This became a big industry. When I worked for IBM in the 1970s we had the Annual Opinion Survey and it was sacred. Everyone took it, the results were carefully tabulated and analyzed, and several months later there were meetings, reports, and some managers lost their jobs. These annual “climate surveys” became huge.
They were very important because companies could track their “engagement” by location, business unit, or manager and then see where things were going well and where they weren’t. But they were not very actionable and didn’t offer much open feedback, because they were based on benchmark questions.
I always thought that engagement benchmarking was a little silly – why would you want to compare yourself to another company, wouldn’t you just want to make your company the best it can be? Well, it was a massive trend so vendors like Gallup, Kenexa, Towers Watson, and others sold benchmarking data, survey tools, and lots and lots of consulting.
What we didn’t yet know was that an annual survey was “interesting but not useful.” It doesn’t tell you what’s happening at the “micro” level, where each employee is frustrated by a series of little things that may be tripping them up. So in around 2008 or so the idea of a “pulse survey” started to take hold. (Read my article Feedback is the Killer App.)
I believe vendors like Glassdoor started this craze (people could “Yelp” their company online), by letting employees talk about their employer online. Initially, employers were horrified to see these comments appear in public, but then we all got religion and started listening to employees like we listen to customers.
3/ Pulse Feedback, Response, And Employee Services
Next we entered a world of “pulse surveys” and Yelp-like tools at work. And this introduced a journey to always-on feedback” and the need to “design” a better experience at work. (NetPromoter did this for customer experience about ten years earlier.)
Initially, companies were afraid of pulse surveys. Every HR person I talked with said “nobody wants all these surveys” or “we’re wasting people’s time” or “the data won’t be useful.” But actually, the opposite happened.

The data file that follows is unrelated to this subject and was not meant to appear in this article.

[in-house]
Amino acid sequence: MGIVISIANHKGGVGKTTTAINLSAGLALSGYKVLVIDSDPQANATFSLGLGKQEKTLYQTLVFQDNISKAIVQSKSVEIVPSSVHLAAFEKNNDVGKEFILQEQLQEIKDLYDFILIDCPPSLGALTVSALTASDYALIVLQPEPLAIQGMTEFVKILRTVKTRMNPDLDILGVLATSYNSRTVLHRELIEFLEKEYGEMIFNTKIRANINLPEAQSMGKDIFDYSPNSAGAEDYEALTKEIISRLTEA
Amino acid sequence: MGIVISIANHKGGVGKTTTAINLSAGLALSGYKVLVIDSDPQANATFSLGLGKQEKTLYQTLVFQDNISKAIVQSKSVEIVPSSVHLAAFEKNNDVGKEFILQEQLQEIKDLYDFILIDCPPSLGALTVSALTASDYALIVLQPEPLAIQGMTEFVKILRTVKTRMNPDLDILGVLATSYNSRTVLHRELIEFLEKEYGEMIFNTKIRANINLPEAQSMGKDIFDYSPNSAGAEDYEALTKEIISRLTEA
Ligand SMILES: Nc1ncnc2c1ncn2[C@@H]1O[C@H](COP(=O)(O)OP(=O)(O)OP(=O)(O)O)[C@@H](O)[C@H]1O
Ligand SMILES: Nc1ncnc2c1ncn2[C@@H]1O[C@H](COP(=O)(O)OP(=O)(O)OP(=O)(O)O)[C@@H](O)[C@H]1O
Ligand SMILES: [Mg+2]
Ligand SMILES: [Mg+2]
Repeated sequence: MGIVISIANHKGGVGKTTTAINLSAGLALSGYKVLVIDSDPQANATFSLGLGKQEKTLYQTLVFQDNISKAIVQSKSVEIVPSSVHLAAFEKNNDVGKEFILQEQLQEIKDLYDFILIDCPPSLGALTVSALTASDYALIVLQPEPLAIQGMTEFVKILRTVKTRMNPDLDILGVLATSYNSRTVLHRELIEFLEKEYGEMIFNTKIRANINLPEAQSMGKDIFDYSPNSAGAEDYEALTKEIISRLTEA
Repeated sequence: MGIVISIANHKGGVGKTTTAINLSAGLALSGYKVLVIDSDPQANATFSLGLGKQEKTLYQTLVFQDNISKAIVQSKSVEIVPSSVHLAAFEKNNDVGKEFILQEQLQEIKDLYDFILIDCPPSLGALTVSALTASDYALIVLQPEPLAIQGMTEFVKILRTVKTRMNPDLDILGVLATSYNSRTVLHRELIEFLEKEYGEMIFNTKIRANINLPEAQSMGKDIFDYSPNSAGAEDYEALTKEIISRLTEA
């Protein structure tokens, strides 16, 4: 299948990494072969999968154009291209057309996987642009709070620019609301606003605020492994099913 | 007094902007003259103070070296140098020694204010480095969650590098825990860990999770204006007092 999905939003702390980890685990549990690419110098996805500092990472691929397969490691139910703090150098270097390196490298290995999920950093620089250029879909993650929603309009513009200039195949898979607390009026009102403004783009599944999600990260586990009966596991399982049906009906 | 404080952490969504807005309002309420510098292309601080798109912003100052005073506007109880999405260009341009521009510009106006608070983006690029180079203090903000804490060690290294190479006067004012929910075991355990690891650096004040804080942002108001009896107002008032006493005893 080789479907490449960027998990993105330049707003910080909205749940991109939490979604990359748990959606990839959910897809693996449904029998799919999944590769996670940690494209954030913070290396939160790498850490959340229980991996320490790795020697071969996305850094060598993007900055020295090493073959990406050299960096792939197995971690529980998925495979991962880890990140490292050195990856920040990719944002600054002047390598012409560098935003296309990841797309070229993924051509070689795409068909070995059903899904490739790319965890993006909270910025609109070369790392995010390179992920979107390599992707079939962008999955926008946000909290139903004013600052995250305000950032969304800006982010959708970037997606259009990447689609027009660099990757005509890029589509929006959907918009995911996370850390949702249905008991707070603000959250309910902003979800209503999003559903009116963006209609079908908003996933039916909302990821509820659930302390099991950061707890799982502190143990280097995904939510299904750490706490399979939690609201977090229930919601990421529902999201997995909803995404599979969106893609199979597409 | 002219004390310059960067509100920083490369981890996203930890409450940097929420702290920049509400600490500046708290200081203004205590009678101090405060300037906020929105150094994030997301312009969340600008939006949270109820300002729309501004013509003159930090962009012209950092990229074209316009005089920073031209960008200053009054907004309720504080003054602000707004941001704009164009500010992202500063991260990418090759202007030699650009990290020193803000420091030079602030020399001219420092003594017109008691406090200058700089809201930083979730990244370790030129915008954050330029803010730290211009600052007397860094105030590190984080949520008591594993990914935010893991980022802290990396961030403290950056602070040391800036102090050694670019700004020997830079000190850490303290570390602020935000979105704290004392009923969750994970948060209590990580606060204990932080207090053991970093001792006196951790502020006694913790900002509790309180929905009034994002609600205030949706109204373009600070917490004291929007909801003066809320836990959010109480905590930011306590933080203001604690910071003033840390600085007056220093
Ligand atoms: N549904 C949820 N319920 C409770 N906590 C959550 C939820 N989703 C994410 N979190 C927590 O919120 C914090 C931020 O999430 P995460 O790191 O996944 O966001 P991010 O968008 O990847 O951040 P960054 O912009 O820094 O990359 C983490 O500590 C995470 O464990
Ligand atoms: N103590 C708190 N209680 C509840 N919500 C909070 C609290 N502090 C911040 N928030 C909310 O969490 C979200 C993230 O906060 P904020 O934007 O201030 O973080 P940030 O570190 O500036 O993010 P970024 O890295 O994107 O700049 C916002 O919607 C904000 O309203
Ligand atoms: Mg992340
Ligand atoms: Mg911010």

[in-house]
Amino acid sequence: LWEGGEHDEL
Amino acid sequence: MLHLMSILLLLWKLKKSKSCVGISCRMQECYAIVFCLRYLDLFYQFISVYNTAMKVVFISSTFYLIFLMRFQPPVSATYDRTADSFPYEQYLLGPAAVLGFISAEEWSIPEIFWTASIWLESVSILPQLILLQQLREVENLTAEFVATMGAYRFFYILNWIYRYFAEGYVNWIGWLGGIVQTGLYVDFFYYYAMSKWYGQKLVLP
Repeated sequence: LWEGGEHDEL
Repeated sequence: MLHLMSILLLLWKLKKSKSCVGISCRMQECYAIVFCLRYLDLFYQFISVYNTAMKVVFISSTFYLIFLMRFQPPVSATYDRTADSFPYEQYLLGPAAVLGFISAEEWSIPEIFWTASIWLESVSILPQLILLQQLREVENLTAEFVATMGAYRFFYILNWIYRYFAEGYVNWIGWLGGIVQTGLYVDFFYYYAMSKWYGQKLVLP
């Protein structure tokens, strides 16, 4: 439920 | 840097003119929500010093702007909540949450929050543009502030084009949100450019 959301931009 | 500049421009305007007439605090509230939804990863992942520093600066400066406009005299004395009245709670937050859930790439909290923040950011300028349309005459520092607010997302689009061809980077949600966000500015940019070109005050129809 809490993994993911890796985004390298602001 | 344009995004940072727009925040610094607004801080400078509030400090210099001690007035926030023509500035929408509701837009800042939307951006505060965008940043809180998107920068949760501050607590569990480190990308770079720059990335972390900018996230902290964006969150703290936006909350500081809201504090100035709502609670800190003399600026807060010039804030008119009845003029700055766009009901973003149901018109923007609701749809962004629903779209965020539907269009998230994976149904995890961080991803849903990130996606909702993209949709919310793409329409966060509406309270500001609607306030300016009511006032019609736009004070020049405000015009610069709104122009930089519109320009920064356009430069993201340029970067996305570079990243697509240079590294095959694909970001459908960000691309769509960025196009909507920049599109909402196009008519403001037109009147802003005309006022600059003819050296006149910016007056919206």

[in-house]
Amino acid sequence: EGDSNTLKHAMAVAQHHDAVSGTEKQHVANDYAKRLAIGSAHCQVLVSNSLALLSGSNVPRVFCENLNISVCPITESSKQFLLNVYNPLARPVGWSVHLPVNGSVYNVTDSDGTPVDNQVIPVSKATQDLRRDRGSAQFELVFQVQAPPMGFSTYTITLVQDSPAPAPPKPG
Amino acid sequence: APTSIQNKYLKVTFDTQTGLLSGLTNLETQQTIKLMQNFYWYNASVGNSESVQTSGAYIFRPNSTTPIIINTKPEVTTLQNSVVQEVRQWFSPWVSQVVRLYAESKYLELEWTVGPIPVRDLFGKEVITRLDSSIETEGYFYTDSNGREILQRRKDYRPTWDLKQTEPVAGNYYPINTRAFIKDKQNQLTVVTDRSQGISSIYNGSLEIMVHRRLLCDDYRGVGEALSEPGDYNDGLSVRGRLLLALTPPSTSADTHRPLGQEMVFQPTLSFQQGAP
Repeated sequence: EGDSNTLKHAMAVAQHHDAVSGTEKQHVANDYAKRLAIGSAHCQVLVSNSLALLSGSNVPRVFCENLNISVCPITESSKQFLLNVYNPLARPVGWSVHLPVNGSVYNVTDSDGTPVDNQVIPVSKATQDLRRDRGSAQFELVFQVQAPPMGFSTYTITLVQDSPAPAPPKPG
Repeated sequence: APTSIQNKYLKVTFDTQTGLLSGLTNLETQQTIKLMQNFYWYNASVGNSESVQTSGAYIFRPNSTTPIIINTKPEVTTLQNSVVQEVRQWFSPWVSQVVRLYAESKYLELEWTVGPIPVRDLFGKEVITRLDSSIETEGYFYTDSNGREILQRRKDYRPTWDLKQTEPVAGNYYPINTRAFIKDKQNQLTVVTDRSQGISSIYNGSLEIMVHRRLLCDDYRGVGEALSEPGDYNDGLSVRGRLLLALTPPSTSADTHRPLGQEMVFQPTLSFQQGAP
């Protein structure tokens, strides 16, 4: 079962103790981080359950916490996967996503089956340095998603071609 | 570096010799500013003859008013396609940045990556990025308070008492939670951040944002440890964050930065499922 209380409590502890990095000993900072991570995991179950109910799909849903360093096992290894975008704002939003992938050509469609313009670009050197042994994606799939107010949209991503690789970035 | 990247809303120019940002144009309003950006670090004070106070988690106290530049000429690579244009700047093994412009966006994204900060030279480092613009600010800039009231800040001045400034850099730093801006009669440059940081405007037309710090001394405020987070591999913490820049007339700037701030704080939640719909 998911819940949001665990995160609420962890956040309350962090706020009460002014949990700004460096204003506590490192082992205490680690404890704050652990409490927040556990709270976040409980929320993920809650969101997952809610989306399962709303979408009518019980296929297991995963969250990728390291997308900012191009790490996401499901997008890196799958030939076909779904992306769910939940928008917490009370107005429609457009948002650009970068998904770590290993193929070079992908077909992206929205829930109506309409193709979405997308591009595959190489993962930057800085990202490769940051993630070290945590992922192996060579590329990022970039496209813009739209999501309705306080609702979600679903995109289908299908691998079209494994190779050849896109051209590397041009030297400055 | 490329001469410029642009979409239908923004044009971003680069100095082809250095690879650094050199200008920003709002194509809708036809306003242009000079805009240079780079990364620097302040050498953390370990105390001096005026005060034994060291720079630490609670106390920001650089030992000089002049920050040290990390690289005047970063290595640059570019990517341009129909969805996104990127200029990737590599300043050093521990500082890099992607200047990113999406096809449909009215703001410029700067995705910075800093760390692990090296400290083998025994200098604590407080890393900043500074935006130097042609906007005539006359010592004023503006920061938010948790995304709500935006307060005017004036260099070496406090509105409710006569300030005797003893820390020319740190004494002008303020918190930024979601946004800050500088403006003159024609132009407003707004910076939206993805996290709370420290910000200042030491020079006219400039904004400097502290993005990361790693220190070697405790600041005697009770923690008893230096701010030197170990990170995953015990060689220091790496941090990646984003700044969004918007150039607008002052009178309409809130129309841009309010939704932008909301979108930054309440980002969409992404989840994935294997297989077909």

Employees started to love giving their feedback and the results were very useful, so the tools market exploded with growth. Today you can get feedback tools from hundreds of vendors and they let you crowdsource suggestions, look at sentiment analysis and mood, and even identify harassment, fraud, and safety issues by looking at what people say.
(And this data is powerful. One of the largest Utilities in the US found employee feedback about maintenance issues which later predicted a massive fire.)
This flood of employee information then opened up another big question: who is going to deal with all these feedback issues?
We need a service delivery center or a series of self-service experiences, that help employees deal with their questions. So over the last ten years, we’ve built up an industry of case management systems, chatbots, and service delivery tools to respond to employee needs. (ServiceNow’s enormous growth all comes from this era).
Consider this picture. On the vertical axis, I show the wide range of EX issues we have to address (from the bottom to top of Maslow’s Hierarchy). On the horizontal, I show all the various service delivery groups in the company that have to get involved. It’s a big “N x N” problem to solve, which takes an enterprise-wide focus.
By the way, this era also opened up the door to sentiment analysis, organizational network analysis, and many forms of intelligent analytics. Companies like Kanjoya and Glint, who pioneered text analytics, let loose a marketplace of systems that can identify mood, topic, and risk in employee feedback, case information, voice, and even video. And now we’re closing the loop – monitoring employee feedback in near real-time and sending it to the right stakeholder.
(Read “Shortening The Distance From Signal to Action” for more on this trend.)
4/ Today: EX Is About Designing An Integrated Experience
And this brings us to where we are today. We’re moving from “passive” to “active.” Let’s not just survey and respond, let’s design the EX we want. So companies are investing heavily in this strategy and bringing together HR, IT, Facilities, Safety, Legal, and more. And the COVID-19 crisis has added “safe workplace” to the mix, creating a massive industry for workplace redesign, desk scheduling, and low-touch work environments.
How do you build an EX strategy? It’s a cross-disciplinary problem because there are hundreds of “employee journeys” to consider.
We’re working with a large global company (more than 300,000 employees) that developed a detailed analysis of more than 200 “employee transactions” to be automated. For each of these “experiences”, we’re looking at whether we can make it self-service, automate it with a new tool, implement in the core HCM system, or possibly delegate it to a business partner or line manager. Imagine the “design work” that this requires.